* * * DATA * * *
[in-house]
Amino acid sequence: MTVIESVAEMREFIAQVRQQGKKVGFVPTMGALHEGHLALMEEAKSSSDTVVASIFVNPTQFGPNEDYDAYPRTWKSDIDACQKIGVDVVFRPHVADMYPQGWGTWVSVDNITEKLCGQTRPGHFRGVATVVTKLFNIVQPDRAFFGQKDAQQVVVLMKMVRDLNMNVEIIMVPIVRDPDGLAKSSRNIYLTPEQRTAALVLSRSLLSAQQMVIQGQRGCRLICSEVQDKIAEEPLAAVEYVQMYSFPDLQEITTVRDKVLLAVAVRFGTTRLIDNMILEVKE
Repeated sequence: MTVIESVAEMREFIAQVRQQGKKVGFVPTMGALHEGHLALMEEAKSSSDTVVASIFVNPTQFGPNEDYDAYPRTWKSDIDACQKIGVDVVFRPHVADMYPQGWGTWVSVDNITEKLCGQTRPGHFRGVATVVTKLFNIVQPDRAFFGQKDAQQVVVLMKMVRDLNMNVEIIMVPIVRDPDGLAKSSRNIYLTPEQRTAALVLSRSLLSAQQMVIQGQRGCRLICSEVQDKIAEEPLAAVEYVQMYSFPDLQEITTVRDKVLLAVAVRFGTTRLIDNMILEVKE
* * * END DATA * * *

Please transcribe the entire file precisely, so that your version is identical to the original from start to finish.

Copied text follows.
[in-house]
Amino acid sequence: MTVIESVAEMREFIAQVRQQGKKVGFVPTMGALHEGHLALMEEAKSSSDTVVASIFVNPTQFGPNEDYDAYPRTWKSDIDACQKIGVDVVFRPHVADMYPQGWGTWVSVDNITEKLCGQTRPGHFRGVATVVTKLFNIVQPDRAFFGQKDAQQVVVLMKMVRDLNMNVEIIMVPIVRDPDGLAKSSRNIYLTPEQRTAALVLSRSLLSAQQMVIQGQRGCRLICSEVQDKIAEEPLAAVEYVQMYSFPDLQEITTVRDKVLLAVAVRFGTTRLIDNMILEVKE
Repeated sequence: MTVIESVAEMREFIAQVRQQGKKVGFVPTMGALHEGHLALMEEAKSSSDTVVASIFVNPTQFGPNEDYDAYPRTWKSDIDACQKIGVDVVFRPHVADMYPQGWGTWVSVDNITEKLCGQTRPGHFRGVATVVTKLFNIVQPDRAFFGQKDAQQVVVLMKMVRDLNMNVEIIMVPIVRDPDGLAKSSRNIYLTPEQRTAALVLSRSLLSAQQMVIQGQRGCRLICSEVQDKIAEEPLAAVEYVQMYSFPDLQEITTVRDKVLLAVAVRFGTTRLIDNMILEVKE